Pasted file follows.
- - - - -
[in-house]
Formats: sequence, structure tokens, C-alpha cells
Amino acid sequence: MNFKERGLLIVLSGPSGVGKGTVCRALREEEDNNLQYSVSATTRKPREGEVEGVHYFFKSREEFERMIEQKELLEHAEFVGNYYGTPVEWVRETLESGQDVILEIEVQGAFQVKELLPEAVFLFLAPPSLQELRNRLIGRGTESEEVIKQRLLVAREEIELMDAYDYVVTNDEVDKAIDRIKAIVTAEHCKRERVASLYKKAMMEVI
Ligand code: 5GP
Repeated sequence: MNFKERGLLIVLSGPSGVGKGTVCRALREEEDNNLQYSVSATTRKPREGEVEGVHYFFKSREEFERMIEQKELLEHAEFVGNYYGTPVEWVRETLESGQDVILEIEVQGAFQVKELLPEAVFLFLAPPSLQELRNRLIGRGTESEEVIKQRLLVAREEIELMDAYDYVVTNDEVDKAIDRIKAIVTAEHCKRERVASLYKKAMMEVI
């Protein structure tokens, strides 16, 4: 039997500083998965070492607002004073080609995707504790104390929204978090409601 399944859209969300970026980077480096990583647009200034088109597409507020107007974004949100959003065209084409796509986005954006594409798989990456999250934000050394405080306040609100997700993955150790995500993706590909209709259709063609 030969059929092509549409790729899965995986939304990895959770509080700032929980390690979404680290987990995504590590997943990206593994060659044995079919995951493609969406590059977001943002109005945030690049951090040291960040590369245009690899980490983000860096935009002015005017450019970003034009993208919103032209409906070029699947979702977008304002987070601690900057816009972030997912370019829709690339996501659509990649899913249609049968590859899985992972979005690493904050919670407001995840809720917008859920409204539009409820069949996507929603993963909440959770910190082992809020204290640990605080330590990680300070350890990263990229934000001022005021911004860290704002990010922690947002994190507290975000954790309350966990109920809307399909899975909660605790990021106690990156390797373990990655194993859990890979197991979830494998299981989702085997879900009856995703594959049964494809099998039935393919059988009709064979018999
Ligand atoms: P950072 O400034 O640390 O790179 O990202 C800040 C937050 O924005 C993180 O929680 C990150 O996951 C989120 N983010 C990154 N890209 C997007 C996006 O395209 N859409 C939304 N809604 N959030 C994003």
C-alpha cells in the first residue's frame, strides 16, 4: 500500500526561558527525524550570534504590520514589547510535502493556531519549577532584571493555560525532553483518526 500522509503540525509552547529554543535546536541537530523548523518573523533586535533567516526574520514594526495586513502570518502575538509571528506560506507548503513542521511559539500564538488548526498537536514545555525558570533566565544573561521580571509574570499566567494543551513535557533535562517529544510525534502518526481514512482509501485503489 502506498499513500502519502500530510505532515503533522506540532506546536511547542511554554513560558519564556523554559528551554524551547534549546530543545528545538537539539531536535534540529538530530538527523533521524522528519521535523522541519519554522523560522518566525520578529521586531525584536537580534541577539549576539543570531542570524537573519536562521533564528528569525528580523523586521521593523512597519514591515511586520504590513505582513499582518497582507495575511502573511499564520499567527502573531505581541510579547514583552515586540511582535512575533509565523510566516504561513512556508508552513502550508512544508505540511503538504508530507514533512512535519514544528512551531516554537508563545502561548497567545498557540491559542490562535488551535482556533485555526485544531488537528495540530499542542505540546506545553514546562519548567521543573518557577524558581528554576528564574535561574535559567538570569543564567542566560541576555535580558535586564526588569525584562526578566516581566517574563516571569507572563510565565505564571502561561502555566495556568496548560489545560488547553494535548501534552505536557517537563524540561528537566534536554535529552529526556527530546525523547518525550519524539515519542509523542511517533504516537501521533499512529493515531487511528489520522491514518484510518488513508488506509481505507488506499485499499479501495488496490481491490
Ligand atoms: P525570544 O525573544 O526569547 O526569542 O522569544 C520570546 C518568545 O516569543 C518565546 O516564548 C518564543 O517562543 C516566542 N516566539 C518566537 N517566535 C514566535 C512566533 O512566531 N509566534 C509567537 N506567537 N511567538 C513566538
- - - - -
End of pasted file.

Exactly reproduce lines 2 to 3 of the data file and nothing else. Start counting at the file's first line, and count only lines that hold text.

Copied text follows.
Formats: sequence, structure tokens, C-alpha cells
Amino acid sequence: MNFKERGLLIVLSGPSGVGKGTVCRALREEEDNNLQYSVSATTRKPREGEVEGVHYFFKSREEFERMIEQKELLEHAEFVGNYYGTPVEWVRETLESGQDVILEIEVQGAFQVKELLPEAVFLFLAPPSLQELRNRLIGRGTESEEVIKQRLLVAREEIELMDAYDYVVTNDEVDKAIDRIKAIVTAEHCKRERVASLYKKAMMEVI